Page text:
“The mayor of Rouen made his decision without any consultation, and his decision is against the law,” Olivier Henrard, the legal adviser for the Ministry of Culture, said Thursday, referring to a 2002 law that states that works of art are “inalienable.”

“There are other Maori heads, there are mummies, there are religious relics in France,” he said. “If we don’t respect the law today, tomorrow other museums or elected officials might decide to send them back, too.”

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Chris Keeley

U.S. and European human rights groups filed a lawsuit in France today charging former Defense Secret

U.S. and European human rights groups filed a lawsuit in France today charging former Defense Secretary Donald Rumsfeld with ordering and authorizing torture. The plaintiffs include the New York-based Center for Constitutional Rights and the Paris-based International Federation of Human Rights. They say Rumsfeld authorized interrogation techniques that led to abuses at US-run prisons in Iraq and Guantanamo Bay.

The complaint was filed with the Paris prosecutor’s office as Rumsfeld arrived in France for a visit. This is the fifth time Rumsfeld has been charged with direct involvement in torture since 9/11. We speak with two attorneys with the plaintiffs -- Center for Constitutional Rights president Michael Ratner and Jeanne Sulzer of the International Federation of Human Rights. [includes rush transcript]

 


U.S. and European human rights groups filed a lawsuit in France today charging former Defense Secretary Donald Rumsfeld with ordering and authorizing torture. The plaintiffs include the New York-based Center for Constitutional Rights and the Paris-based International Federation of Human Rights. They say Rumsfeld authorized interrogation techniques that led to abuses at US-run prisons in Iraq and Guantanamo Bay.

The complaint was filed with the Paris prosecutor’s office as Rumsfeld arrived in France for a visit. This is the fifth time Rumsfeld has been charged with direct involvement in torture since 9/11. Michael Ratner is the president of the Center for Constitutional Rights. He joins me in the firehouse studio. Jeanne Sulzer is a French attorney with the International Federation of Human Rights. She joins me on the line from Paris.

 

  • Michael Ratner. President of the Center for Constitutional Rights.

 

  • Jeanne Sulzer. French attorney with the International Federation of Human Rights.

JUAN GONZALEZ: US and

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Chris Keeley

White House Bomb Request Raises Iran Attack Fears

White House Bomb Request Raises Iran Attack Fears
Meanwhile Democratic lawmakers are questioning whether a nearly ninety-million dollar request to fit B-2 bombers with “bunker-buster” bombs is part of preparations for an attack on Iran. Many of Iran’s nuclear facilities are believed to be underground. The Bush administration’s official request says the bombs are required “in response to an urgent operational need from theater commanders.” It gave no further details.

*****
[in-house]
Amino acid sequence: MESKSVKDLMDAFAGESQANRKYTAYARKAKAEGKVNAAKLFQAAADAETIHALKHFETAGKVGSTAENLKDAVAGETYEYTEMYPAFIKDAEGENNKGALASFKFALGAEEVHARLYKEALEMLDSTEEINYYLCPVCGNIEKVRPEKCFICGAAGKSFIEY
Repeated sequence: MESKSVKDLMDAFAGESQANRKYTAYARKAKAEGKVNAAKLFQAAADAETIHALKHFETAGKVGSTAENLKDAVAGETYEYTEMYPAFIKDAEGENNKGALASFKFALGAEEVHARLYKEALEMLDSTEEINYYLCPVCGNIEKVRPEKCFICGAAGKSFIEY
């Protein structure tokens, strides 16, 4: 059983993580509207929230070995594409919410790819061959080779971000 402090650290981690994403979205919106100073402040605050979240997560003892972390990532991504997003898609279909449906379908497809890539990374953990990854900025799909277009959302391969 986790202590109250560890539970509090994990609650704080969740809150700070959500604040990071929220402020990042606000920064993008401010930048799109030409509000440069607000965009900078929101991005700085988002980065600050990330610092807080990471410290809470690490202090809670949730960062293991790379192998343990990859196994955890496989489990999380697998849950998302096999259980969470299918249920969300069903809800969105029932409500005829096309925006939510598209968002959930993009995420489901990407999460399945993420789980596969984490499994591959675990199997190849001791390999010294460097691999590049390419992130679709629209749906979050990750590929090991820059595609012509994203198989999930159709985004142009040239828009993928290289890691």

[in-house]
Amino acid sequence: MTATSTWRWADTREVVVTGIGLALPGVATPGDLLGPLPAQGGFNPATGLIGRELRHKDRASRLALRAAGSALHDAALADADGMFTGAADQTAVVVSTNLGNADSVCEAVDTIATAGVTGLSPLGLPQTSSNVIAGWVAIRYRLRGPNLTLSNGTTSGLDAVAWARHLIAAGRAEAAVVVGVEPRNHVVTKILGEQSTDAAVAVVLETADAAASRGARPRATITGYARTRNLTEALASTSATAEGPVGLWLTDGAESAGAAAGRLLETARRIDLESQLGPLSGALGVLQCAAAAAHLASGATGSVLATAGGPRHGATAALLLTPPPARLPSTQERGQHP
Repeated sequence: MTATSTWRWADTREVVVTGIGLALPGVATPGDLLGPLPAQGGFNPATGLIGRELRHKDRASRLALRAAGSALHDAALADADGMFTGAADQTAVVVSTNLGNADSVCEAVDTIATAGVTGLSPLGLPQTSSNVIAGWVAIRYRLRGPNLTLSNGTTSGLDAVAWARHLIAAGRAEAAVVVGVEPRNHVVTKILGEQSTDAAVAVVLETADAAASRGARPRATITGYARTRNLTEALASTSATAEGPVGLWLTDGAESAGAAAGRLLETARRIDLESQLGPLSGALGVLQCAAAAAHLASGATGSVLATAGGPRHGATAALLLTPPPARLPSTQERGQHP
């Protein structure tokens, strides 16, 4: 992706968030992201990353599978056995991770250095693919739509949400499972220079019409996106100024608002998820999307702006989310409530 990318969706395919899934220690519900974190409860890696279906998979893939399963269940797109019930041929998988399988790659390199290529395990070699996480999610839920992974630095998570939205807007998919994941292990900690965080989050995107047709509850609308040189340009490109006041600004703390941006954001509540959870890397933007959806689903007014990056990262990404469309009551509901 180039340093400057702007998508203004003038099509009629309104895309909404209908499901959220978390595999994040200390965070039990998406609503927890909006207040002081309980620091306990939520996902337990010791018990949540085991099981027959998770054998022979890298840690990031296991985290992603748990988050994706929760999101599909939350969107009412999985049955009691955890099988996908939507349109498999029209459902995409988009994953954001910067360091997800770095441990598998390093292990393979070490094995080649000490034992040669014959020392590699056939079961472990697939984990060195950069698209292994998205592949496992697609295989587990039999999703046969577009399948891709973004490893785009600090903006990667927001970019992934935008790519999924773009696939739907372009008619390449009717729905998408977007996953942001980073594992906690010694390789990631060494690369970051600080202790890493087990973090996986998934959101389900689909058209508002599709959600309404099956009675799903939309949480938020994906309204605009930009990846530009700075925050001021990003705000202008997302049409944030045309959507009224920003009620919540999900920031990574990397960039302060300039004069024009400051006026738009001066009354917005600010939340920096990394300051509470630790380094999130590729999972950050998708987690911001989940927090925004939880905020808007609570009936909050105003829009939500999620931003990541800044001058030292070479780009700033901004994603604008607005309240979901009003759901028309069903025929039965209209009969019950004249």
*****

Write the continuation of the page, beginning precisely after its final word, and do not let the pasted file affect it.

Chris Keeley

State Department e-mails obtained by ABC News discuss how to deflect a Times reporter's questions ab

State Department e-mails obtained by ABC News discuss how to deflect a Times reporter's questions about a civilian shooting death.By T. Christian Miller
Los Angeles Times Staff Writer

October 26, 2007

Even as Secretary of State Condoleezza Rice defended her department's oversight of private security contractors, new evidence surfaced Thursday that the U.S. sought to conceal details of Blackwater shootings of Iraqi civilians more than two years ago.

PDF
(Acrobat file)

(Acrobat file)

In one instance, internal e-mails show that State Department officials tried to deflect a 2005 Los Angeles Times inquiry into an alleged killing of an Iraqi civilian by Blackwater guards.

"Give [the Los Angeles Times] what we can and then dump the rest on Blackwater," one State Department official wrote to another in the e-mails, which were obtained by ABC News. "We can't win this one."

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Chris Keeley

The Peace Process

 The Peace Process

For decades now it's been all process and no peace. Tomorrow we are
launching a delegation of the Council for the National Interest
Foundation on a two-week visit to Israel, Palestine, Jordan, Syria and
Lebanon to see if there are any new ideas they can bring back looking
toward the still nebulous conference-to-be in Annapolis. Here's an item
provided by Ray Close that underscores how discouraging things have
become and how much a new idea is needed. Bob Keeley

*Regarding strategy for Annapolis:
*
This column by Rami Khuri contains some very powerful points that could
be used effectively in explaining why it is now necessary to abandon the
failed step-by-step peace process in favor of moving directly to the
definition and negotiation of final status issues.

Ray Close

*Clarity from experienced public servants*
By Rami G. Khouri
Daily Star staff
Wednesday, October 24, 2007

It is very refreshing when law, international responsibility and human
courage converge in the remarks or actions of a single person. This
occurred earlier this month in New Zealand in a talk by Karen Abuzayd,
Commissioner General of UNRWA, the United Nations agency that provides
humanitarian aid and basic social services to Palestinian refugees. She
made a few points that are noteworthy precisely because international
officials rarely speak with such clarity, moral force and political
urgency. I quote her at length for the pertinence of her remarks: